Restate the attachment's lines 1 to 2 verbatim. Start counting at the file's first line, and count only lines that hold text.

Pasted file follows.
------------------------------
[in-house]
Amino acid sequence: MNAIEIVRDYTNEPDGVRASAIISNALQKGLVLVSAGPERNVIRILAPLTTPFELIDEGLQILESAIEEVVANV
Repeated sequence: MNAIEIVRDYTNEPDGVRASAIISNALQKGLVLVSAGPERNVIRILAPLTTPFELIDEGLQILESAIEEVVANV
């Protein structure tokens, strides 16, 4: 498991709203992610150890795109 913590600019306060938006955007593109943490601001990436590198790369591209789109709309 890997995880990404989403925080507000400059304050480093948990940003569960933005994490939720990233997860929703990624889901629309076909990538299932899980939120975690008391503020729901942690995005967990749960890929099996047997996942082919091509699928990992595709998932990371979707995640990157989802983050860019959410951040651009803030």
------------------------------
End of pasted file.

[in-house]
Amino acid sequence: MNAIEIVRDYTNEPDGVRASAIISNALQKGLVLVSAGPERNVIRILAPLTTPFELIDEGLQILESAIEEVVANV